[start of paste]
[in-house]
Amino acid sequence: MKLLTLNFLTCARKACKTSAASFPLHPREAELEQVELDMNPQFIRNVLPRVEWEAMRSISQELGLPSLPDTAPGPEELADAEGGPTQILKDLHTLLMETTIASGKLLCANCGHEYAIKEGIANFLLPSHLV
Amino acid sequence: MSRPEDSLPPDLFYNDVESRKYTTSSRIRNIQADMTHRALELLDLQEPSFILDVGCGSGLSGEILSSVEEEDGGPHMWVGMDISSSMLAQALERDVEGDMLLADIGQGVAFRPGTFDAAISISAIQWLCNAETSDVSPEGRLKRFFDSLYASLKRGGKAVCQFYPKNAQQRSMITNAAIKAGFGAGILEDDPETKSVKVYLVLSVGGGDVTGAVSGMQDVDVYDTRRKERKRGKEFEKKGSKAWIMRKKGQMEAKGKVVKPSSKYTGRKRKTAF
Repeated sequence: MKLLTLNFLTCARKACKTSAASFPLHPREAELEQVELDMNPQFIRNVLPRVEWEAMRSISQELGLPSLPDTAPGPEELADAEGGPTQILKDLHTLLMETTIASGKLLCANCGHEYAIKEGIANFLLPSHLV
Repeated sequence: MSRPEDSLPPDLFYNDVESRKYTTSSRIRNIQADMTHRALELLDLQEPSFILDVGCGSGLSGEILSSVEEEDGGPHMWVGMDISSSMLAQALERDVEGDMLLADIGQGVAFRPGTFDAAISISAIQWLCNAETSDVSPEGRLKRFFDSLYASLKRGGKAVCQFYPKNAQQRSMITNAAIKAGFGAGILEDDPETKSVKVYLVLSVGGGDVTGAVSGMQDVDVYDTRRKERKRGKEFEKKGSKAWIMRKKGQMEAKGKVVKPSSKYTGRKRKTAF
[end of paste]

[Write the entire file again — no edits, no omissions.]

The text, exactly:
[in-house]
Amino acid sequence: MKLLTLNFLTCARKACKTSAASFPLHPREAELEQVELDMNPQFIRNVLPRVEWEAMRSISQELGLPSLPDTAPGPEELADAEGGPTQILKDLHTLLMETTIASGKLLCANCGHEYAIKEGIANFLLPSHLV
Amino acid sequence: MSRPEDSLPPDLFYNDVESRKYTTSSRIRNIQADMTHRALELLDLQEPSFILDVGCGSGLSGEILSSVEEEDGGPHMWVGMDISSSMLAQALERDVEGDMLLADIGQGVAFRPGTFDAAISISAIQWLCNAETSDVSPEGRLKRFFDSLYASLKRGGKAVCQFYPKNAQQRSMITNAAIKAGFGAGILEDDPETKSVKVYLVLSVGGGDVTGAVSGMQDVDVYDTRRKERKRGKEFEKKGSKAWIMRKKGQMEAKGKVVKPSSKYTGRKRKTAF
Repeated sequence: MKLLTLNFLTCARKACKTSAASFPLHPREAELEQVELDMNPQFIRNVLPRVEWEAMRSISQELGLPSLPDTAPGPEELADAEGGPTQILKDLHTLLMETTIASGKLLCANCGHEYAIKEGIANFLLPSHLV
Repeated sequence: MSRPEDSLPPDLFYNDVESRKYTTSSRIRNIQADMTHRALELLDLQEPSFILDVGCGSGLSGEILSSVEEEDGGPHMWVGMDISSSMLAQALERDVEGDMLLADIGQGVAFRPGTFDAAISISAIQWLCNAETSDVSPEGRLKRFFDSLYASLKRGGKAVCQFYPKNAQQRSMITNAAIKAGFGAGILEDDPETKSVKVYLVLSVGGGDVTGAVSGMQDVDVYDTRRKERKRGKEFEKKGSKAWIMRKKGQMEAKGKVVKPSSKYTGRKRKTAF